With less than three years until most aspects of the new health care law start, only 10 states have passed legislation creating new health insurance exchanges according to a report from the Center for Budget and Policy Priorities (PDF). The Affordable Care Act requires states to set up these exchanges; and if a state fails to create the required exchanges, the federal government will create the exchanges in the state instead.

Some of the states, like Florida, won’t be creating exchanges as part of a partisan stance in opposition to the law in general. In other states, the lack of exchange laws are due to a mixture of politics, policy disagreements about exchange design, and issues about resources.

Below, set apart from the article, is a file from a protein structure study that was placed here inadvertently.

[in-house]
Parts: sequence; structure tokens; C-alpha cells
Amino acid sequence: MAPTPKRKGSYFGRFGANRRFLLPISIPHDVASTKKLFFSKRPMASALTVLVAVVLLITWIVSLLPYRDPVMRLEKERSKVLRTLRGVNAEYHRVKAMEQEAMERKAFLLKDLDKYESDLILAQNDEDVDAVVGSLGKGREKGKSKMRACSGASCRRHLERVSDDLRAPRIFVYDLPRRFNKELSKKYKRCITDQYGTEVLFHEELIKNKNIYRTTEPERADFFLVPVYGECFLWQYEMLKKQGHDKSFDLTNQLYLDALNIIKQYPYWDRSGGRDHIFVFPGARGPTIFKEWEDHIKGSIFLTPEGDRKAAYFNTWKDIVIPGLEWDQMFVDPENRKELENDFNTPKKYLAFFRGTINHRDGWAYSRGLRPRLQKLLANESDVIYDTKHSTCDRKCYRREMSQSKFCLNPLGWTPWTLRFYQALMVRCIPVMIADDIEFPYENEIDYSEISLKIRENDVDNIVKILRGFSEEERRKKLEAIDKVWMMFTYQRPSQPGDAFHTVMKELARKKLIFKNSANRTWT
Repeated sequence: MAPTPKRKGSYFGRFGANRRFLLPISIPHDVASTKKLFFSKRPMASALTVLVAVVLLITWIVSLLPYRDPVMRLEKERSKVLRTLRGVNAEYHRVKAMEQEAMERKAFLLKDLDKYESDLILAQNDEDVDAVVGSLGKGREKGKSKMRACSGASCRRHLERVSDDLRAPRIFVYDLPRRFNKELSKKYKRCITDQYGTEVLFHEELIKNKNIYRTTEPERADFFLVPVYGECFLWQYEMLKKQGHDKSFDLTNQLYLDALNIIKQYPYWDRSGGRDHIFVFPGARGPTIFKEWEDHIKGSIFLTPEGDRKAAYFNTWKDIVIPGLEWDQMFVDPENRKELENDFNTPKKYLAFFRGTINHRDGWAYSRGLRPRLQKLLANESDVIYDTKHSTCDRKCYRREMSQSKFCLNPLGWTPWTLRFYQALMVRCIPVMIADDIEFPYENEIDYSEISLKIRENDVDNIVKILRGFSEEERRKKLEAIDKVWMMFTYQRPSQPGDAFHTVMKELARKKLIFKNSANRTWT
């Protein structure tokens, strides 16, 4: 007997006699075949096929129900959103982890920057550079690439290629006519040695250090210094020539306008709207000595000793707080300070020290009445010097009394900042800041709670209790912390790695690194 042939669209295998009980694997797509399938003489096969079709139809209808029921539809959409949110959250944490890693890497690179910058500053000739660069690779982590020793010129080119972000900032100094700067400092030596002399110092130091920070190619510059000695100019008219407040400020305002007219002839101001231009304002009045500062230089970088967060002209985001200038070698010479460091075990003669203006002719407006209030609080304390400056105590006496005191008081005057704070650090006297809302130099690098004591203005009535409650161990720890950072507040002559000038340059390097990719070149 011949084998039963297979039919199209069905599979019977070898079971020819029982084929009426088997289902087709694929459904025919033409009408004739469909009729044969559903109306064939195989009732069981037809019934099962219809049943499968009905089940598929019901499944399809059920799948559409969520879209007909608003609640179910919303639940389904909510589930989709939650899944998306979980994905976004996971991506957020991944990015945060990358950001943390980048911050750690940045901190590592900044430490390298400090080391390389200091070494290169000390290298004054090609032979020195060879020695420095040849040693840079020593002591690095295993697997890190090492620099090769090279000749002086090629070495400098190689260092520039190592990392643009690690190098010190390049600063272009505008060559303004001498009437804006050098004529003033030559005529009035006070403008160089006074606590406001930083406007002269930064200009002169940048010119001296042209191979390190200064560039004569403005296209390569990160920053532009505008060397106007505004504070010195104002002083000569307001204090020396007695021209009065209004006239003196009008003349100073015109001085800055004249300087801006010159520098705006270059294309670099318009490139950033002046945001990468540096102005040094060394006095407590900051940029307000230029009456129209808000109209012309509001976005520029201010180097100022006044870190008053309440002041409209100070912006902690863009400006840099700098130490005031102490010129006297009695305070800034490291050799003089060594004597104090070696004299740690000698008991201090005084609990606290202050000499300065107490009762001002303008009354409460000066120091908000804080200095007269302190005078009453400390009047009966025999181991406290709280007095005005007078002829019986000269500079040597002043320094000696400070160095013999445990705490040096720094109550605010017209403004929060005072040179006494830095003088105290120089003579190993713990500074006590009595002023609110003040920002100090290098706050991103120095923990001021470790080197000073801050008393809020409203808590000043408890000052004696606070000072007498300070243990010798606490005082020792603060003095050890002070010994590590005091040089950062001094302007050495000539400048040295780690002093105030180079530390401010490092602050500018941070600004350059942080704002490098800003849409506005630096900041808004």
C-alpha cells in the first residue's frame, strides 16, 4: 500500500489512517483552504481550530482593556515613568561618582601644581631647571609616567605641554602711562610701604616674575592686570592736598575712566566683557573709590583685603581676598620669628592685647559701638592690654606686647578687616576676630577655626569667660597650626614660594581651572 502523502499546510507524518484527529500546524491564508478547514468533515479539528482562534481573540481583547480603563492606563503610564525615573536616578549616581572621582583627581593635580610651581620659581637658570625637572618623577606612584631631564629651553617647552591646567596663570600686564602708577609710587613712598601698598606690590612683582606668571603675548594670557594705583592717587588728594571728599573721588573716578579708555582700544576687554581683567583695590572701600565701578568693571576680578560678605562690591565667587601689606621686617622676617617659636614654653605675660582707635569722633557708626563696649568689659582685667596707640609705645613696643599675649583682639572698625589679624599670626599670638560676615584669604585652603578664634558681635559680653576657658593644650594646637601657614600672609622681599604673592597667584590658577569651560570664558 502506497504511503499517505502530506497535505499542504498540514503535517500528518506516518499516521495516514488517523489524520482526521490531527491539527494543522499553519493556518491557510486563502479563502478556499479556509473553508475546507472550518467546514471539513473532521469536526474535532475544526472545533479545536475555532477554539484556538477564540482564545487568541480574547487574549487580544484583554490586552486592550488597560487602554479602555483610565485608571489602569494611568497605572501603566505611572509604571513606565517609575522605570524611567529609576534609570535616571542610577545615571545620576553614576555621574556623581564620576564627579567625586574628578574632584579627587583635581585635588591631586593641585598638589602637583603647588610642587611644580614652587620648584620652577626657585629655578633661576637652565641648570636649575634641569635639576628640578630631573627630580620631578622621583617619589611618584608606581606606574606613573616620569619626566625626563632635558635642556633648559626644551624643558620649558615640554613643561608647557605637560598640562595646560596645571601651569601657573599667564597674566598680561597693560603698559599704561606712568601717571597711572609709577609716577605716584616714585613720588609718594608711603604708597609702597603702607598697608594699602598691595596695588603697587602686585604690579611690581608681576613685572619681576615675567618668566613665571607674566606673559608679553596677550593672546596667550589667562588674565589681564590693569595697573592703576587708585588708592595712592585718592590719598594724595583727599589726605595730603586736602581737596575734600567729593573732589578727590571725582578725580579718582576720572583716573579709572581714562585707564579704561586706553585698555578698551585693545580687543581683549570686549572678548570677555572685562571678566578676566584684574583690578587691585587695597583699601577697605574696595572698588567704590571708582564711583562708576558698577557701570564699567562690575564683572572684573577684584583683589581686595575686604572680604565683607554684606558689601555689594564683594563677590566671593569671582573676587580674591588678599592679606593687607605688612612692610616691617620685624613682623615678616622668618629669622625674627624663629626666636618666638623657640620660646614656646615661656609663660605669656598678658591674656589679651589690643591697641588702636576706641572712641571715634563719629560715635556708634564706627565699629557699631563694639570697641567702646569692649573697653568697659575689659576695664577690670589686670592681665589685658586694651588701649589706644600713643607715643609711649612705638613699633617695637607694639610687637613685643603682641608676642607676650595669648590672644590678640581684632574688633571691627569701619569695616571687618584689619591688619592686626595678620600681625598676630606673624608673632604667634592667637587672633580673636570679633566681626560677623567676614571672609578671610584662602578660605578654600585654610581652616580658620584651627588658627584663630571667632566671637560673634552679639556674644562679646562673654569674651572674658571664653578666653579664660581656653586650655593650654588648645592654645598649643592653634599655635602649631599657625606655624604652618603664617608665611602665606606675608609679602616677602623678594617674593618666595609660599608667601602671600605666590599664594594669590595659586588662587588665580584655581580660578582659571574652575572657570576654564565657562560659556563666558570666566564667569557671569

While many more states will pass laws creating the necessary exchanges before 2014, it is likely that the federal government will be forced to operate exchanges across multiple states that hold a significant percentage of our total population. This is going to be problematic because ACA doesn’t provide HHS any money to run such a large operation.  The fact that the federal government will be forced to run a quasi-national system of exchanges anyway, just reinforces what a terrible policy decision it was to go with state-based exchanges instead of a single national exchange that states could adopt out of.